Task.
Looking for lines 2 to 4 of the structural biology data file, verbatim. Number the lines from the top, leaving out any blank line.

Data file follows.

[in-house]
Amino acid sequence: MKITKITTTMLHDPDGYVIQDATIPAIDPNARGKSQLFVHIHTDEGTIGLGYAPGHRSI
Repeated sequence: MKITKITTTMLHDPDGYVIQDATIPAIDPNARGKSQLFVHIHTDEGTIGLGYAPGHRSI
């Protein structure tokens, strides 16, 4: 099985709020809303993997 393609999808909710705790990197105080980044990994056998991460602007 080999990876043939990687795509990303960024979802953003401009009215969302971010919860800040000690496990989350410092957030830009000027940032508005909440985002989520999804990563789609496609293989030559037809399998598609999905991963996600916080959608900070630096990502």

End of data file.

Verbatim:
Amino acid sequence: MKITKITTTMLHDPDGYVIQDATIPAIDPNARGKSQLFVHIHTDEGTIGLGYAPGHRSI
Repeated sequence: MKITKITTTMLHDPDGYVIQDATIPAIDPNARGKSQLFVHIHTDEGTIGLGYAPGHRSI
């Protein structure tokens, strides 16, 4: 099985709020809303993997 393609999808909710705790990197105080980044990994056998991460602007 080999990876043939990687795509990303960024979802953003401009009215969302971010919860800040000690496990989350410092957030830009000027940032508005909440985002989520999804990563789609496609293989030559037809399998598609999905991963996600916080959608900070630096990502």